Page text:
requirements, to generate the define.xml file, to navigate through the metadata, and to validate for
Results from Pilot Study
Overall, the initiative proved successful: all intended CDISC compliant SDTM domains were created using
exclusively DI tools within a reasonably short period of time
Centralized metadata storage allowed for efficient define.xml production.
Nice visual environment with easy to read job flow diagrams
Secure Change Management environment
SAS supplied backup and restore tool (%omabakup)
The initial process of creating mapping spreadsheets was tedious, mapping information was not part of the
automated process, used just for reference
ETL Mapping tab and Expression Builder do not provide ‘friendly’ environment for entering complex mapping
logic, prone to typos, errors and difficult to debug
Transposing data from horizontal to vertical structure with subsequent derivation – very wearying
‘hardcoding’ task
Jobs were project (input data) specific, hardly reusable across different studies
From the beginning, the jobs were built individually, one per domain, and even though there were strong
structural similarities, the steps inside each job had to be individually configured (manual effort) for the
specifics of input and output data.
To circumvent what was identified as deficiency in using just out-of-the-box DI Studio features, we decided to build
our own components – Java plugins – specifically to facilitate SDTM generation. That was the first and most
extensive area of customization.
In addition, experience gained during the pilot study helped to realize the roles of different steps in SDTM generation.
Some steps in job flow diagram were identified as domain specific, and some as generic, i.e. actually common to all
domains. The idea of generic job modules came forward.
The next step toward customization was to enable these generic modules to adapt themselves to the specifics of
input-output data. This was achieved through the automated integration of externally stored mapping specifications to
SAS macro code.
NB: Enhancing DI GUI with custom built plugins is fully supported by DI Studio design. However, the idea of generic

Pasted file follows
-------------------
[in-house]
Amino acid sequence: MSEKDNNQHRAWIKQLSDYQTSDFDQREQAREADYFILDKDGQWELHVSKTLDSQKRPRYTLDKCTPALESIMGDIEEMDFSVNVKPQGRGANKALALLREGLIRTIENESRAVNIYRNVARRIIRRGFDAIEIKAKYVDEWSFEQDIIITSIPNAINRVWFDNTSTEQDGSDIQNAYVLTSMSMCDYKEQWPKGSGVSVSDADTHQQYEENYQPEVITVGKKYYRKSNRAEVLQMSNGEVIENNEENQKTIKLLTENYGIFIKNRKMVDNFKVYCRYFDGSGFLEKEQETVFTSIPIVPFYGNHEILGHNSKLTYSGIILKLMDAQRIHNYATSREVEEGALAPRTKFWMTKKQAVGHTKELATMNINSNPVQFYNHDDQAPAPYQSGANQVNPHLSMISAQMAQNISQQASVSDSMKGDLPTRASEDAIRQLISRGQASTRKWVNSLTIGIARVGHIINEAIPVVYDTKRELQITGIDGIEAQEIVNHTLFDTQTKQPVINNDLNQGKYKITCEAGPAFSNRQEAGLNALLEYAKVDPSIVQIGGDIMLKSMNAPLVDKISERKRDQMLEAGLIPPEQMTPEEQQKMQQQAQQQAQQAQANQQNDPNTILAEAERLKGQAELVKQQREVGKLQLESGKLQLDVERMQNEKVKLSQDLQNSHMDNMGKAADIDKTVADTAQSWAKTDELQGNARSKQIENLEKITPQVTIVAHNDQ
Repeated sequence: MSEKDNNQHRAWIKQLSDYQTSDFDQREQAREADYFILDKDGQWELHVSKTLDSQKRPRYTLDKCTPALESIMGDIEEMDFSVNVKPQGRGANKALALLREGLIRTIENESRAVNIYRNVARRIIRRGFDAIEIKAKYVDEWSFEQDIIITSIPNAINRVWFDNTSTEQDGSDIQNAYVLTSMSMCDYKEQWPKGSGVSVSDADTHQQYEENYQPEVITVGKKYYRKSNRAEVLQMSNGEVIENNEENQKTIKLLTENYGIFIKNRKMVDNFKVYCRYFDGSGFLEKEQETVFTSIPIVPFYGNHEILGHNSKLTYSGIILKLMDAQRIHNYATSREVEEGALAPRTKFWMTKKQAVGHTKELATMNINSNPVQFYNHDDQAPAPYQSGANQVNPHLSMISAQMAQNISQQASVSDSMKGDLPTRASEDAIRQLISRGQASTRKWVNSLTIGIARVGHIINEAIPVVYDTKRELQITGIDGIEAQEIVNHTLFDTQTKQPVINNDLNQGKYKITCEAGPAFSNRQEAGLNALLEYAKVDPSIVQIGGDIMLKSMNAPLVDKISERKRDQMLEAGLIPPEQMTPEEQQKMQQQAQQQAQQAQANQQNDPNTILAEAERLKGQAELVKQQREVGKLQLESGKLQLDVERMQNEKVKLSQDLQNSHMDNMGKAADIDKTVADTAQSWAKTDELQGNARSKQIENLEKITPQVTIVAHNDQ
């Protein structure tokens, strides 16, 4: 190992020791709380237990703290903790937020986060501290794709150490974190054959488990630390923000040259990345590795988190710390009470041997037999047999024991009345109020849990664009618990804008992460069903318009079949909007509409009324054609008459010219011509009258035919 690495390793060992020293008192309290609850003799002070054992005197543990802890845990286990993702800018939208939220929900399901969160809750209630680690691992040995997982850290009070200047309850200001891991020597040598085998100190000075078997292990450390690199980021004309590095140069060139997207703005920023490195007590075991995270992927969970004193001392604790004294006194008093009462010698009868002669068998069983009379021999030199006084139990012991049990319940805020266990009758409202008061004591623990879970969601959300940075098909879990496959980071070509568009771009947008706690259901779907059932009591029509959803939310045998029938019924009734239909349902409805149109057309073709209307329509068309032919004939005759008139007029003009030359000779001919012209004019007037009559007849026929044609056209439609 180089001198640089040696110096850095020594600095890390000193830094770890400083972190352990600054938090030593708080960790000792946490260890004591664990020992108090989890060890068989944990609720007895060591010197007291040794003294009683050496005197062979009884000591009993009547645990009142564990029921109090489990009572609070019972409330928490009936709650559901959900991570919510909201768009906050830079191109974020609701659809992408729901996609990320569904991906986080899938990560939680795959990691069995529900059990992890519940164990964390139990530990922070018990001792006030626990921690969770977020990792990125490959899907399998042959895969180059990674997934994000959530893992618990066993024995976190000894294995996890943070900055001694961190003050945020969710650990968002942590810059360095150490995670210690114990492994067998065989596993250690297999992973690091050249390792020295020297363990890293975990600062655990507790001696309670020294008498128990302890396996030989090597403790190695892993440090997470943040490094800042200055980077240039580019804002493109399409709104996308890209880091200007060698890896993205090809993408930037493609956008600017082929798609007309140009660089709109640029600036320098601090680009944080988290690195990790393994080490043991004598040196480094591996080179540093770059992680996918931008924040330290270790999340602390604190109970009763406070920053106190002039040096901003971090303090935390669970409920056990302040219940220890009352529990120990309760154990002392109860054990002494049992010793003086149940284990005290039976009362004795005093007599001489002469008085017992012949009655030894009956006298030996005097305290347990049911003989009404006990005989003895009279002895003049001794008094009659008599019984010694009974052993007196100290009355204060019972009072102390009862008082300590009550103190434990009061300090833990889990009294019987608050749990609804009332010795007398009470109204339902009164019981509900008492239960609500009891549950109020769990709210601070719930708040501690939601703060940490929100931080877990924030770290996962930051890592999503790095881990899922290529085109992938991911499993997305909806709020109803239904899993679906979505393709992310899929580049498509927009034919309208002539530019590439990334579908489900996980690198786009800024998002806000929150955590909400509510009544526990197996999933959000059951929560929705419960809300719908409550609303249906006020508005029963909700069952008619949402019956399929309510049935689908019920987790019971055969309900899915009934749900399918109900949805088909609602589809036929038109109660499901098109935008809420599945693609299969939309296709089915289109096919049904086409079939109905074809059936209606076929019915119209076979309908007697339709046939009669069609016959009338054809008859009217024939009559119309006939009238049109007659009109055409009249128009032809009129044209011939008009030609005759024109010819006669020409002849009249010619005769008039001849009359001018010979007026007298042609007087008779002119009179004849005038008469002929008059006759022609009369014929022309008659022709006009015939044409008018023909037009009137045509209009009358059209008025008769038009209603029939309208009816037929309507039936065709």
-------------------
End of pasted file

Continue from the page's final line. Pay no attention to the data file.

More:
(input and output independent) jobs is not supported by current release. (Fig.1 provides an illustration that input and
output table icons are necessary component of a job flow) Nevertheless, engaging Base SAS as another API to the
Metadata Server helped to bypass limitations of the current DI release.
When designing metadata driven processes, it is extremely important to organize metadata in a straightforward way.
On the Metadata Server, metadata is arranged in repositories. Repositories can be dependent upon other
repositories, or can be self-contained (although not absolutely self-contained). The core repository, upon which all
other repositories depend, is the Foundation repository, which stores the most general information necessary for the
rest of the metadata build-up to function properly. This essential information includes physical machine name, port
numbers, Workspace Server (SAS processor) name, security information. All other repositories are arbitrary (called
custom) and are dependent of Foundation repository.
For our purposes, it was decided to build four-level repository structure:
Foundation Repository – as a necessary component of the metadata server – which is always present
Clinical Standards Repository, to hold external (CDISC) and internal (company specific) standards, which
depends on the Foundation repository
Study Repositories, which will store all study related metadata needed for SDTM generation and depends
on Clinical Standards
Various Project repositories, one per user per study, where our users could do their work.
Foundation repository is created immediately after the metadata server installation.
Clinical Standards repository tree was created manually. Its main sub-trees are SDTM 3.1 Data Model and Company
Standards. SDTM 3.1 Data Model contains CDISC SDTM domains metadata, including Control Terminology Lookup
tables and Published Domains. Company Standards contains company specific metadata used for SDTM generation.
Below we describe in details what we consider to be Company Standards.
Study repository, one for each study, is created and initialized by the Clinical Administrator Assistant, a custom Javaplugin. Part of the content of this repository gets created during initialization, including some objects copied from
Clinical Standards repository (Job Templates, for example). The rest of the content is either created manually by
copying and modifying existing metadata objects, or get actualized as an intended by-product from a related activity.
Fig.2 Metadata Structure in Clinical Standards and Study repositories
Table 1. Comparative overview of three custom Java plugins:
Used By
Clinical Administrator Assistant
Mapping Assistant
CRT XML Generator
Clinical Administrator
Clinical Programmer
Clinical Programmer
Clinical Standards repository,
Study Repository
Study repository,
external SAS datasets
called “Control Tables”
Study repository
Update Standards,
Initialize Study repository, Move
Standards between Clinical
Standards and Study repositories
Create, Update, and
Validate Mapping
Control Tables
Enter Additional
Metadata as Extended
Attributes, Generate
Security Administration,
Lockdown Study Repository
Clinical Administrator Assistant
Fig.3 Functionality of Clinical Administrator Plugin
Study Property
Initialize Study
Reopen a study
Lockdown of a Study
Clinical Administrator